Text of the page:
Vigilante gangs of ultra-conservative Salafi men have been harassing shop owners and female customers in rural towns around Egypt for “indecent behavior,” according to reports in the Egyptian news media. But when they burst into a beauty salon in the Nile delta town of Benha this week and ordered the women inside to stop what they were doing or face physical punishment, the women struck back, whipping them with their own canes before kicking them out to the street in front of an astonished crowd of onlookers.
Modeling themselves after Saudi Arabia’s morality police as a “Committee for the Promotion of Virtue and Prevention of Vice,” the young men raided clothing and other retail shops around the Qalubiya province over New Year’s weekend declaring they were there to enforce Islamic law, according to the Tahrir News.
Shop owners were told they could no longer sell “indecent” clothing, barbers could no longer shave men’s beards, and that all retail businesses should expect regular and surprise inspections to check for compliance. Frightened customers were ordered to cover up and threatened with severe punishment if they did not abide by “God’s law on earth.”
But when the women in a Benha beauty salon stood up to the young Salafi enforcers, they found support on the streets as well as online, with one amused reader suggesting that women should be deputized to protect the revolution’s democratic values.
Last month thousands of women marched in Tahrir Square in outrage over the clubbing and sexual humiliation of female demonstrators, like the notorious beating and stripping of “the blue bra girl” in December, whose videoed assault made headlines around the world.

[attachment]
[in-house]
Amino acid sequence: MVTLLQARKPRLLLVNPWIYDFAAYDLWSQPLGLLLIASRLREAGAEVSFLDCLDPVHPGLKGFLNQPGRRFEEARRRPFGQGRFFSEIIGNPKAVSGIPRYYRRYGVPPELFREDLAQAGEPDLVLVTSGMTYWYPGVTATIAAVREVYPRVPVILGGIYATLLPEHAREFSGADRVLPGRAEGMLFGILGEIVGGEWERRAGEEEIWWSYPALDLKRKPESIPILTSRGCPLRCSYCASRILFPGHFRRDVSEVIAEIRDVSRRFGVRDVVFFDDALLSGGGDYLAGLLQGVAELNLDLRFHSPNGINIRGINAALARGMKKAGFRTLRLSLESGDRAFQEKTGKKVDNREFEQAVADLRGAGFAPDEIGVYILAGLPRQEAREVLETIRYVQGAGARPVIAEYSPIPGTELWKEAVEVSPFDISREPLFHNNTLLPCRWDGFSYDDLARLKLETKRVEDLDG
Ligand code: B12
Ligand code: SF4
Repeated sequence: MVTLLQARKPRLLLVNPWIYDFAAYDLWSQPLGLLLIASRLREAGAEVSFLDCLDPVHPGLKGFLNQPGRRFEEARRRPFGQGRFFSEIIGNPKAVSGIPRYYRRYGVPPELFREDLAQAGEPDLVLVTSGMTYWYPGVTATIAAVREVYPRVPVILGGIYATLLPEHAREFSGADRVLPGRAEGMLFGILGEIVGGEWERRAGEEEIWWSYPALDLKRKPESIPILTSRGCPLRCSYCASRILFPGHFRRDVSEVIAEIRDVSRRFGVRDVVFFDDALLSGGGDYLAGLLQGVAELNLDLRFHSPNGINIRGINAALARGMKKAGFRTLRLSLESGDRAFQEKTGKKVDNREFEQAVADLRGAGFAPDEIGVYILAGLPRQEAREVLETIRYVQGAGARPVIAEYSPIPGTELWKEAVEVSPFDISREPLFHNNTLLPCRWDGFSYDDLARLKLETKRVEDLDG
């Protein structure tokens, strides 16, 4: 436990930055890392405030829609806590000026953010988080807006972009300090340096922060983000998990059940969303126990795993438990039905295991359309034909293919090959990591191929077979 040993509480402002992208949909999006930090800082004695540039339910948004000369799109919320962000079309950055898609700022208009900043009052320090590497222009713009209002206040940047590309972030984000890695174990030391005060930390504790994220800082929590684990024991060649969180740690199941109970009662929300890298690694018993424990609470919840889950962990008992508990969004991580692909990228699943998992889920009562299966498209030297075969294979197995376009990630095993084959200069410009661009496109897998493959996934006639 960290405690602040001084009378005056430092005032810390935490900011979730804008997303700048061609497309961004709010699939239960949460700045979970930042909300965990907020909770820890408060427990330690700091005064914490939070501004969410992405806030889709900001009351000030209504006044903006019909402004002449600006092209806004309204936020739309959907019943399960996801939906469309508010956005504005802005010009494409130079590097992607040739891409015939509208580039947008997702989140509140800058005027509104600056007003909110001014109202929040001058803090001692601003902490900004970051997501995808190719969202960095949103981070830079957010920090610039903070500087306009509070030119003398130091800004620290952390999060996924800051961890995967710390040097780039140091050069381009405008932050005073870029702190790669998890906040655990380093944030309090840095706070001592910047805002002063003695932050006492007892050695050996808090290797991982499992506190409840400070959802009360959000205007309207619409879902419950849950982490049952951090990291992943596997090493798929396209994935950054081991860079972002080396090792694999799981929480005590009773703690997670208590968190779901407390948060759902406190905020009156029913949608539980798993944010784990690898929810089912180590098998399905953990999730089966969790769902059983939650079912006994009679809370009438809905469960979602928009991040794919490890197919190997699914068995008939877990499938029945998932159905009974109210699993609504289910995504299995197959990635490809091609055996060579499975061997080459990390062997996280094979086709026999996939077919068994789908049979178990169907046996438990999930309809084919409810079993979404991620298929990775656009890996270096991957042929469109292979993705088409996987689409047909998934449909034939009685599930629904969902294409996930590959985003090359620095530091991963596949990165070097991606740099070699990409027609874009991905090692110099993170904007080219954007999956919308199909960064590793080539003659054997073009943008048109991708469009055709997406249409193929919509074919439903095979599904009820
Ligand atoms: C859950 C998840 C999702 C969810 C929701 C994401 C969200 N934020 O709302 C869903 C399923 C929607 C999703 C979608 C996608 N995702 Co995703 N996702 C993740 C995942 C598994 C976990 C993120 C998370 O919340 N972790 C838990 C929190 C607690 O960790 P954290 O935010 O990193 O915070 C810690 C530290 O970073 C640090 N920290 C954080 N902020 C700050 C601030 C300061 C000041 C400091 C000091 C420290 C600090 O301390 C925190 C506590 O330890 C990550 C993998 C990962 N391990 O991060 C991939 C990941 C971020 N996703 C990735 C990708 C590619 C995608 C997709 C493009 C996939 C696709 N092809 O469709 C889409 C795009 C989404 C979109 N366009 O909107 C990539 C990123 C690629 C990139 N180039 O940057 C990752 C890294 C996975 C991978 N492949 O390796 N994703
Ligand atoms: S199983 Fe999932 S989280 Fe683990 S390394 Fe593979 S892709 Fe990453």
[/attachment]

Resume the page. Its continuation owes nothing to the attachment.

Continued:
In one of the first pubic apologies ever issued by the military, generals from the ruling council acknowledged the incident and apologized even before the Dec. 17 march had ended. The military faced a second rebuke a week later when a civilian court banned the military’s use of “virginity tests” to shame and humiliate female demonstrators.
In addition to invading shops, the “morality police” also smashed Christmas trees and decorations in front of stores and malls, declaring the celebration of Christmas “haram” or forbidden. Salafi sheiks have also banned the sending of Christmas greetings, prompting the more moderate Muslim Brotherhood to broadcast messages of Christmas cheer to their Christian brethren.
The conservative Salafi sect promotes the strict segregation of the sexes, with many Salafi women wearing the all-enveloping black nikkab gown with eye slits. The group has worried the tourist industry with their pledge to ban alcohol and mixed-gender beaches. Coptic Christians who saw two of their churches torched by Salafis last spring fear further persecution.
Sunni sheiks from Cairo’s respected Al Azhar mosque and university called an emergency meeting January 4 to discuss the problem, and declared that the Salafi morality police had no legitimate or legal authority on the street, according to Ahramonline.
Two days later, Egyptian former mufti Nasr Farid who was once responsible for issuing religious edicts or fatwas based on Sharia law agreed, stating that the young vigilantes were usurping state authority and did not have the jurisdiction to impose their concept of religious law.
In response, the group pointed to the al Nour party’s recent election triumph in which they won nearly 30 percent of parliament seats, as giving them a mandate to enforce Sharia law. They claimed they not only had the backing of members of Al Nour’s leadership council, but that al Nour leadership had in fact provided the funding to mobilize young volunteers.
The Al Nour party’s Facebook page however denied financing the group.
In a desperate effort to gain control of their public message, Al Nour party officials have tried to control the actions of their followers and silence individual Salafi sheiks, like Abdel Moneim el Shahat in conservative Alexandria, who has suggested covering the “obscene” figures on Egypt’s ancient monuments with wax.
The young members of the morality police held their first meeting this week, according to a report in the Al Masry Al Youm newspaper, “to determine the tasks and geographical jurisdictions of the first volunteers, who would monitor people’s behavior in the street and assess whether they contradicted God’s laws. Volunteers would wear white cloaks and hold bamboo canes to beat violators and later would be provided with electric tasers.”
By Colleen Gillard